The primary topics in this part of the specialization are: greedy algorithms (scheduling, minimum spanning trees, clustering, Huffman codes) and dynamic programming (knapsack, sequence alignment, optimal search trees).

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En provenance du cours de Université de Stanford

Greedy Algorithms, Minimum Spanning Trees, and Dynamic Programming

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The primary topics in this part of the specialization are: greedy algorithms (scheduling, minimum spanning trees, clustering, Huffman codes) and dynamic programming (knapsack, sequence alignment, optimal search trees).

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Week 1

Two motivating applications; selected review; introduction to greedy algorithms; a scheduling application; Prim's MST algorithm.

- Tim RoughgardenProfessor

Computer Science

In this video we'll cover a second problem to whet your appetite for things

to come, namely the problem of sequence alignment.

So this is a fundamental problem in computational genomics.

If you take a class on the subject it's very likely to occupy the very first

couple of lectures. So in this problem you're given two

strings over an alphabet and no prizes for guessing which is the alphabet we're

most likely to care about. Typically, these strings represent

portions of one or more genomes. And just as a toy running example you can

just imagine that the two strings were given are A, G, G, G, C, T and A,

G, G, C, A. Know that the two input strings do not

necessarily need to be of the same length.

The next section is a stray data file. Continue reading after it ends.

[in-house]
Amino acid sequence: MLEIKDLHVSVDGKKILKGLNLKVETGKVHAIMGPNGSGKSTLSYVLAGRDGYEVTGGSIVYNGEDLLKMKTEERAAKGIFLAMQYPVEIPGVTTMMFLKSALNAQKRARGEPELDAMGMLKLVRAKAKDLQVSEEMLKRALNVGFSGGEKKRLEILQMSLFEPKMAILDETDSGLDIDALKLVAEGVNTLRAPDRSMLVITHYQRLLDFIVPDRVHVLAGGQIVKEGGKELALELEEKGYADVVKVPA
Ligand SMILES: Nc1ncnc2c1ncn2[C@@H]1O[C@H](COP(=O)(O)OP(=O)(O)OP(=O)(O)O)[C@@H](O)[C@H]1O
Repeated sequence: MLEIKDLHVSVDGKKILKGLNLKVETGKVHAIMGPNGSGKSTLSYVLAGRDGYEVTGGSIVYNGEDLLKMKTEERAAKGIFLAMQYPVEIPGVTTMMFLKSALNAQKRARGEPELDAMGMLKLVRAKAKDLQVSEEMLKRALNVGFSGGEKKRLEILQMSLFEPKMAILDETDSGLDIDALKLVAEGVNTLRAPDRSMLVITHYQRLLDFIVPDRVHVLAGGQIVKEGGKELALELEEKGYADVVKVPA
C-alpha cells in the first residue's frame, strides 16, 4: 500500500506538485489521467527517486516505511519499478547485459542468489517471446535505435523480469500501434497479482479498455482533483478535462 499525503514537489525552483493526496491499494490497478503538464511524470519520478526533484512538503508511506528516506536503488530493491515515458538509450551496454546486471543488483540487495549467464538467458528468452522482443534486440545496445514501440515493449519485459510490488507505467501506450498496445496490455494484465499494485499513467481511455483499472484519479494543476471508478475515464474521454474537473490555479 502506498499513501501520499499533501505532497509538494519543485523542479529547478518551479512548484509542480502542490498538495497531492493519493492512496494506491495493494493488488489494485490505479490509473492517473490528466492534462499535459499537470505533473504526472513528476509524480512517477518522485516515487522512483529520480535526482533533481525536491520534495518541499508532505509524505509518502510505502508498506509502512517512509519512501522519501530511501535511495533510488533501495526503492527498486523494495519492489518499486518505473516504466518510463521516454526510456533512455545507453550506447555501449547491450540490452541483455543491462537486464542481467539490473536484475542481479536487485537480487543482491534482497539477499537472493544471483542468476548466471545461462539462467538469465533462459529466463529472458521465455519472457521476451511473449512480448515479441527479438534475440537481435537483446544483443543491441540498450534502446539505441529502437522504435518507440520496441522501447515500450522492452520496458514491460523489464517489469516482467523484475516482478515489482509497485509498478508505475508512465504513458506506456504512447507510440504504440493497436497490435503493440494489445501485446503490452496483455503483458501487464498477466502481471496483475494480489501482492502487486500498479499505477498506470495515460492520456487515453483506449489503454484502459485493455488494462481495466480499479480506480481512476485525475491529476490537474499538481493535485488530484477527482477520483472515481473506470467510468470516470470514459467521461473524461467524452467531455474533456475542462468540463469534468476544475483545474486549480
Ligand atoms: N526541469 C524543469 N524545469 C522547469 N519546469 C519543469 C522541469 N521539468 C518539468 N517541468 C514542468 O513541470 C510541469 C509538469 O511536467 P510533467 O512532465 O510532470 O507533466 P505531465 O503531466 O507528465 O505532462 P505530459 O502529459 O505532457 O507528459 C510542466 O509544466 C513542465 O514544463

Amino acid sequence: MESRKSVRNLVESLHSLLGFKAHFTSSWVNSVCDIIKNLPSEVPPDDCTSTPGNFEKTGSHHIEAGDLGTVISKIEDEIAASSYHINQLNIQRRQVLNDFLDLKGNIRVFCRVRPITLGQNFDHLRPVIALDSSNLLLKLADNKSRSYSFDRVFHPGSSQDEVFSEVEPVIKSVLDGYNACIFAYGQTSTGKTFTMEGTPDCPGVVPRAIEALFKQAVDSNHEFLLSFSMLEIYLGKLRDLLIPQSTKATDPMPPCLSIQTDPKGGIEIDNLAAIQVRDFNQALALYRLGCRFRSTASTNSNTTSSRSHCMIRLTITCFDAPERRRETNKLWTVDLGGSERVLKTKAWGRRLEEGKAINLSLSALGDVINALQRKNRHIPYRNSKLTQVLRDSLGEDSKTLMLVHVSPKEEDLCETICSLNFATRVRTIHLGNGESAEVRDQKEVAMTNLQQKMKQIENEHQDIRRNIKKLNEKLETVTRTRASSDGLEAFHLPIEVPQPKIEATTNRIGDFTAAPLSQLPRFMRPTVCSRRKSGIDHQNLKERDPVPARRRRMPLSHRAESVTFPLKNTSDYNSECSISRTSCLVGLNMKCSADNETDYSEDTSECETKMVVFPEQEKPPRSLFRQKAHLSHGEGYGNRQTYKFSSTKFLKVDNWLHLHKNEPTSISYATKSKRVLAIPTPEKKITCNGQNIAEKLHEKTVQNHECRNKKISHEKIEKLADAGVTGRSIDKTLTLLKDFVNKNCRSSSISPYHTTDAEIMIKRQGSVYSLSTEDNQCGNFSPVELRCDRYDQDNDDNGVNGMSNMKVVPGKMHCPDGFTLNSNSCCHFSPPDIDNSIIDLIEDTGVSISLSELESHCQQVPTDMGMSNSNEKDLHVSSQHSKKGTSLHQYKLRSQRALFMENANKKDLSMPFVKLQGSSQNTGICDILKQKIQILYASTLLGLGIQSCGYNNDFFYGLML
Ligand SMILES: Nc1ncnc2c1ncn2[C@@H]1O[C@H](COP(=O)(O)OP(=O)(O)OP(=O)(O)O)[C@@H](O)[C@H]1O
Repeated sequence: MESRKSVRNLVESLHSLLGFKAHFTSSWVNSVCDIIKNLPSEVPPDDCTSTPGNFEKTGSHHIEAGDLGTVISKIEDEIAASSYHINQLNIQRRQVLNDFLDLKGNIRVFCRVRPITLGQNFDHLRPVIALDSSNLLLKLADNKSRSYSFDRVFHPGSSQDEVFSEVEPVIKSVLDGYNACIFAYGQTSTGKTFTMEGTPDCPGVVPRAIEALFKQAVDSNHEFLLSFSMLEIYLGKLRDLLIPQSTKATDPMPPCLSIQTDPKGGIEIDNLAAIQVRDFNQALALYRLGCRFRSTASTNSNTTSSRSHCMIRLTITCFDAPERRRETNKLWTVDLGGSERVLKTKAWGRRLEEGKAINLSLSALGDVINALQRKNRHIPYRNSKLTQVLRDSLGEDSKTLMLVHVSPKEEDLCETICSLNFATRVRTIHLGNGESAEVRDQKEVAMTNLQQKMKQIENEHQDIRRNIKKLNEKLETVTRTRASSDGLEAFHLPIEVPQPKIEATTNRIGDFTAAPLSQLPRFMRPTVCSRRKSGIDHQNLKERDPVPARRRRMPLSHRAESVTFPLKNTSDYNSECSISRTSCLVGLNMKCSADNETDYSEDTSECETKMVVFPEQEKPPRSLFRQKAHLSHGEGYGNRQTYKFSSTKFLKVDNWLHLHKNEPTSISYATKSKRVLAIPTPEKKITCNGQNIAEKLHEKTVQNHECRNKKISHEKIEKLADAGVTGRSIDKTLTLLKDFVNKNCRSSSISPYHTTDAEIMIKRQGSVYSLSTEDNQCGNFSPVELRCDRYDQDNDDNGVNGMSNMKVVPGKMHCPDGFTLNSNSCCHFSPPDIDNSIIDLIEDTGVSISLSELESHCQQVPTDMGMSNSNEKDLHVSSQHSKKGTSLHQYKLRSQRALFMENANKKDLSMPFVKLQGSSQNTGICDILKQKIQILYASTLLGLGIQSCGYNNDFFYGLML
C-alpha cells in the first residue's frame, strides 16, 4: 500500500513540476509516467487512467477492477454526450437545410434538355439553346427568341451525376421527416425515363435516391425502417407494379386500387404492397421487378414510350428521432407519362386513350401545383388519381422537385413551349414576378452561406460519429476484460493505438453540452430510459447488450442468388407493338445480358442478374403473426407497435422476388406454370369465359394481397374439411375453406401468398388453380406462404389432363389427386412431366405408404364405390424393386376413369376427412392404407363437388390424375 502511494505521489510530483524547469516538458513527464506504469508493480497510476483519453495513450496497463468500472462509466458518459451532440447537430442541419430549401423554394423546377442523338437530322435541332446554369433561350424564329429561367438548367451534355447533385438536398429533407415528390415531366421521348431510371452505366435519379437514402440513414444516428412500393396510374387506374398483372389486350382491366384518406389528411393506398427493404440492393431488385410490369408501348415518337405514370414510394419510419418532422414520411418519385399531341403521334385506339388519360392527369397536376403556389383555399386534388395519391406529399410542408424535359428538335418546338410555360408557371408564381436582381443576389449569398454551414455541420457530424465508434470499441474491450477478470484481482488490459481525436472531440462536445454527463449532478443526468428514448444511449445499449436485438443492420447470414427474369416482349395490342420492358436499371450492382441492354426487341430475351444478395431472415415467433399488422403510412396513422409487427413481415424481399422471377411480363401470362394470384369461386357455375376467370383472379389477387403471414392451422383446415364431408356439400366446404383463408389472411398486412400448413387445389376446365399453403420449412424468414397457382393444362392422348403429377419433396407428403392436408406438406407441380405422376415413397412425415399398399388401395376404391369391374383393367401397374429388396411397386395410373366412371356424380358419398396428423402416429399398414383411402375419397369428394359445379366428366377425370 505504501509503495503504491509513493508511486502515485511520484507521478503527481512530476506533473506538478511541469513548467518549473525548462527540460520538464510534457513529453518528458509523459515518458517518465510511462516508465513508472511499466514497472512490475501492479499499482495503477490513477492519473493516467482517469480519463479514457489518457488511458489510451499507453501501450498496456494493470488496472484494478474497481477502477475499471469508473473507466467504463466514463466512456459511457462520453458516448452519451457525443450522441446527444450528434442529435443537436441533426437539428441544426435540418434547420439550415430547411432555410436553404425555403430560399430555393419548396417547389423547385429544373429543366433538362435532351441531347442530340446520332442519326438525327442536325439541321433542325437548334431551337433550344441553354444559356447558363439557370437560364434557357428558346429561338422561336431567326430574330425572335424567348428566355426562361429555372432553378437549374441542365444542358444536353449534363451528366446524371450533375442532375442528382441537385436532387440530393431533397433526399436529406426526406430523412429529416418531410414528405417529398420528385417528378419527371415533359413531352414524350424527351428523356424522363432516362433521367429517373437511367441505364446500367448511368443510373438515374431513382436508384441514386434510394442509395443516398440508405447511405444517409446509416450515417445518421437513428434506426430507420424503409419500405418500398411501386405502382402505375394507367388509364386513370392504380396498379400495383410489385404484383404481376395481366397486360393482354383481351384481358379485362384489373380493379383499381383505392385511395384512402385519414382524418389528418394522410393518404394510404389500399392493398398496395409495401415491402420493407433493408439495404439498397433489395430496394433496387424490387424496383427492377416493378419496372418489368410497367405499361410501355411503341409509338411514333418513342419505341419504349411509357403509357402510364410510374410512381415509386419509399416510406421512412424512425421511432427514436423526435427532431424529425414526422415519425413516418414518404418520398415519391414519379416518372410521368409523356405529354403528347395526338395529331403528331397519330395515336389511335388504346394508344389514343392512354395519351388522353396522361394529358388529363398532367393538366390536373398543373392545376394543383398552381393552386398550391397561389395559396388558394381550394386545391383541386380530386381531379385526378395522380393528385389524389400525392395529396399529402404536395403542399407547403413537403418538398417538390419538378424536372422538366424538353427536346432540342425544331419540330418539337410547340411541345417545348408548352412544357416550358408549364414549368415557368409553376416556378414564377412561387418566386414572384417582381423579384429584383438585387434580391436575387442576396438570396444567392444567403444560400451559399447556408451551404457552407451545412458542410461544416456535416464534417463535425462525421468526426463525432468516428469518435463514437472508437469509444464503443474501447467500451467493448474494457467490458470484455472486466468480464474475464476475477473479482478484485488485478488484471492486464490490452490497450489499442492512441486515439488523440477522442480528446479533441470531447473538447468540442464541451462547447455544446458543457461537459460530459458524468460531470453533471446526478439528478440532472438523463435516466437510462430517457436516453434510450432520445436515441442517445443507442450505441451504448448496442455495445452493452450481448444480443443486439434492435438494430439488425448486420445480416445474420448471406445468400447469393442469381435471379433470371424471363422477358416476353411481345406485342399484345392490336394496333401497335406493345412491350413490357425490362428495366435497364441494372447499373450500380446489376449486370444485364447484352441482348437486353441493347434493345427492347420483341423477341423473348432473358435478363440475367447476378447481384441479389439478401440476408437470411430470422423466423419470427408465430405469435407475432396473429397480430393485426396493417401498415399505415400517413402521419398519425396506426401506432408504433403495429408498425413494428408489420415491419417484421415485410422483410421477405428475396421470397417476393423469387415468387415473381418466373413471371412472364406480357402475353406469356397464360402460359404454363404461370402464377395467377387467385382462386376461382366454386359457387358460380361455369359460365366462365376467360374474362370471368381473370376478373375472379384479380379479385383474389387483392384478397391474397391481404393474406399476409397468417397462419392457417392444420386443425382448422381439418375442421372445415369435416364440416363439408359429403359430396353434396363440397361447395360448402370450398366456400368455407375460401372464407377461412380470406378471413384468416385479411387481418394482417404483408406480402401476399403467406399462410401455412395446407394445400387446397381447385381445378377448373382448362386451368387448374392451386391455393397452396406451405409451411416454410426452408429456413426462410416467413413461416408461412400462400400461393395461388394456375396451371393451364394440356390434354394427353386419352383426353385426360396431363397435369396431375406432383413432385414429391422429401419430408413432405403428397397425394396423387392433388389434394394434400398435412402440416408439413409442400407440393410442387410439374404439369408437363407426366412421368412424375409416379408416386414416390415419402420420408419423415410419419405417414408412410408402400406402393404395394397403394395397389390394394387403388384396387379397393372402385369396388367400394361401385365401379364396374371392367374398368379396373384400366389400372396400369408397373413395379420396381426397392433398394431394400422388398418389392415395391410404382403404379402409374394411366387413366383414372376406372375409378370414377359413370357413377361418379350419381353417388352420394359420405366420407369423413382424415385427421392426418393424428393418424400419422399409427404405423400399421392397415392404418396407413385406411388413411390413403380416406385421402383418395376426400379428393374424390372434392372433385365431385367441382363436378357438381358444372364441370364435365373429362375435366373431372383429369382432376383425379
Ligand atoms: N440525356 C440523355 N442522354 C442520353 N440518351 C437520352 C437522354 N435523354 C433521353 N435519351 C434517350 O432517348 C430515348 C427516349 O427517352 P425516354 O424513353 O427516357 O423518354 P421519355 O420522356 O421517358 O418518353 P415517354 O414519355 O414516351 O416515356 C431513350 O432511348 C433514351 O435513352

And informally speaking, the goal of this sequence alignment problem is to figure

out how similar the two input strings are.

Obviously, I haven't told you what I mean by two strings being similar.

That's something we'll develop over the next couple of slides.

Why might you want to solve this problem? Well, there's actually a lot of reasons.

Let me just give you two of many examples.

What will be the conjecture or the function of regions of a genome that you

don't understand, lets say the human genome,

from similar regions that exist in genomes that you do understand or at

least understand better, say the mouse genome.

If you see a string that has a known function in the well understood genome

and you see something similar in the poorly understood genome, you might

conjecture it has the same or similar function.

A totally different reason you might want to compare the genomes of two different

species, is to figure out whether one evolved directly from the other and when.

A second totally different reason you might want to compare the genomes of two

different species is to understand their evolutionary relationship.

So for example, maybe you have three species A, B, and C, and you're wondering

whether B evolved from A and then C evolved from B, or whether B and C

evolved independently from a common ancestor, A. And you might then take

genome similarity as a measure of proximity in the evolutionary tree.

So having motivated the informal version of the problem, let's work toward making

it more formal. In particular, I owe you a discussion of

what I mean by two strings being similar. So to develop intuition for this, let's